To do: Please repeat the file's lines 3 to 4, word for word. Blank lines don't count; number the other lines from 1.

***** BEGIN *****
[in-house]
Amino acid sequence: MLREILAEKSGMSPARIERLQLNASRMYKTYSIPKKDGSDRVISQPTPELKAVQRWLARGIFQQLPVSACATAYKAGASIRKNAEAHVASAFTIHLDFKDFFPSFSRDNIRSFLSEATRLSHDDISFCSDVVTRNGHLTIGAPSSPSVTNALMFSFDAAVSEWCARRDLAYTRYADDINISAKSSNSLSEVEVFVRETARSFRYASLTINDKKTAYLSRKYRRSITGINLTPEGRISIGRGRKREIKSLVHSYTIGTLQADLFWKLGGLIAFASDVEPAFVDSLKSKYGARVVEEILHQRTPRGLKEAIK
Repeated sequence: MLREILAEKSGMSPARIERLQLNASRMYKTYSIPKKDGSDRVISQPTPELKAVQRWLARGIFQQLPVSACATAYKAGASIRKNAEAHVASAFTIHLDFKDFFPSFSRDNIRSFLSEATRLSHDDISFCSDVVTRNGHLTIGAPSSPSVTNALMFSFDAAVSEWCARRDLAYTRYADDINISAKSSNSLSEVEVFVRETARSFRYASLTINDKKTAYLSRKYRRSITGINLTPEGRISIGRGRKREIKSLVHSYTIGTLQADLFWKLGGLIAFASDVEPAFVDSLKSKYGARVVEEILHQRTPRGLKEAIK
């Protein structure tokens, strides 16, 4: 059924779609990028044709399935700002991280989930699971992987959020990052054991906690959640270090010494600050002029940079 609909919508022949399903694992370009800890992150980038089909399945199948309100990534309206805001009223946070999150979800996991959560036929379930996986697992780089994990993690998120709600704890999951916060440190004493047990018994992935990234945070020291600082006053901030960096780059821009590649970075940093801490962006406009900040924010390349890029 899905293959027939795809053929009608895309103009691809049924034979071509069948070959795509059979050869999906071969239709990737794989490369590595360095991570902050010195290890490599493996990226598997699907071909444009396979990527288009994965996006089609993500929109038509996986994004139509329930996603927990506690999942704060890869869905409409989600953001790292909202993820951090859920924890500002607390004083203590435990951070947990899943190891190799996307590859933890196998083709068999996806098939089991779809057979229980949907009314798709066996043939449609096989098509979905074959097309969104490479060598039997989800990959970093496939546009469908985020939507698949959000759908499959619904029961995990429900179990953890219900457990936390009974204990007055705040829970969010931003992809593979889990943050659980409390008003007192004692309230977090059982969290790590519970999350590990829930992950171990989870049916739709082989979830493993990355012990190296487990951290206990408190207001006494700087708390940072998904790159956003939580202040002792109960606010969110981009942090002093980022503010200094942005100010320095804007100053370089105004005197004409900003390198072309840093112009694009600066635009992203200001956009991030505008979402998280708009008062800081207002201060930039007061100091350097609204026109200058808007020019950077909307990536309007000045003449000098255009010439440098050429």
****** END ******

Repeated sequence: MLREILAEKSGMSPARIERLQLNASRMYKTYSIPKKDGSDRVISQPTPELKAVQRWLARGIFQQLPVSACATAYKAGASIRKNAEAHVASAFTIHLDFKDFFPSFSRDNIRSFLSEATRLSHDDISFCSDVVTRNGHLTIGAPSSPSVTNALMFSFDAAVSEWCARRDLAYTRYADDINISAKSSNSLSEVEVFVRETARSFRYASLTINDKKTAYLSRKYRRSITGINLTPEGRISIGRGRKREIKSLVHSYTIGTLQADLFWKLGGLIAFASDVEPAFVDSLKSKYGARVVEEILHQRTPRGLKEAIK
């Protein structure tokens, strides 16, 4: 059924779609990028044709399935700002991280989930699971992987959020990052054991906690959640270090010494600050002029940079 609909919508022949399903694992370009800890992150980038089909399945199948309100990534309206805001009223946070999150979800996991959560036929379930996986697992780089994990993690998120709600704890999951916060440190004493047990018994992935990234945070020291600082006053901030960096780059821009590649970075940093801490962006406009900040924010390349890029 899905293959027939795809053929009608895309103009691809049924034979071509069948070959795509059979050869999906071969239709990737794989490369590595360095991570902050010195290890490599493996990226598997699907071909444009396979990527288009994965996006089609993500929109038509996986994004139509329930996603927990506690999942704060890869869905409409989600953001790292909202993820951090859920924890500002607390004083203590435990951070947990899943190891190799996307590859933890196998083709068999996806098939089991779809057979229980949907009314798709066996043939449609096989098509979905074959097309969104490479060598039997989800990959970093496939546009469908985020939507698949959000759908499959619904029961995990429900179990953890219900457990936390009974204990007055705040829970969010931003992809593979889990943050659980409390008003007192004692309230977090059982969290790590519970999350590990829930992950171990989870049916739709082989979830493993990355012990190296487990951290206990408190207001006494700087708390940072998904790159956003939580202040002792109960606010969110981009942090002093980022503010200094942005100010320095804007100053370089105004005197004409900003390198072309840093112009694009600066635009992203200001956009991030505008979402998280708009008062800081207002201060930039007061100091350097609204026109200058808007020019950077909307990536309007000045003449000098255009010439440098050429």